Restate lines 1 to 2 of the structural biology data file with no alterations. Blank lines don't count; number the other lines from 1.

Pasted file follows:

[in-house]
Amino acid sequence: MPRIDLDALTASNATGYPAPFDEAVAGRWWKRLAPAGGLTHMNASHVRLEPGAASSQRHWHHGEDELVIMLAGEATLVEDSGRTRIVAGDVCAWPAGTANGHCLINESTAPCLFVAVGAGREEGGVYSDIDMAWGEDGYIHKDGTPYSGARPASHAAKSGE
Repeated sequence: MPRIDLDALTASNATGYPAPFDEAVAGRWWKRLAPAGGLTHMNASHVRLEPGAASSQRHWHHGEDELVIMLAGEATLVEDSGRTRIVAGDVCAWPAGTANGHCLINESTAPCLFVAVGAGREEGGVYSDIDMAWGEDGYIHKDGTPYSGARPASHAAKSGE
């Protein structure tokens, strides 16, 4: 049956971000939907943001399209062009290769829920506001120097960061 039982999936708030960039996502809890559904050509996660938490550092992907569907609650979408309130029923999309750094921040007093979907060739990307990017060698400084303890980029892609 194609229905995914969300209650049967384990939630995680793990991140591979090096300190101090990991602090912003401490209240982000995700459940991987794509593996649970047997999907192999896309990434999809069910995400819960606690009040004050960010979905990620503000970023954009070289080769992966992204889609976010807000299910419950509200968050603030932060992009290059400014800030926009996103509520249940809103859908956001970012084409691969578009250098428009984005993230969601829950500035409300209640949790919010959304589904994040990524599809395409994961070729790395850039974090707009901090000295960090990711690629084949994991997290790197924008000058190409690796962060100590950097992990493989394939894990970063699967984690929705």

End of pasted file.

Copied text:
[in-house]
Amino acid sequence: MPRIDLDALTASNATGYPAPFDEAVAGRWWKRLAPAGGLTHMNASHVRLEPGAASSQRHWHHGEDELVIMLAGEATLVEDSGRTRIVAGDVCAWPAGTANGHCLINESTAPCLFVAVGAGREEGGVYSDIDMAWGEDGYIHKDGTPYSGARPASHAAKSGE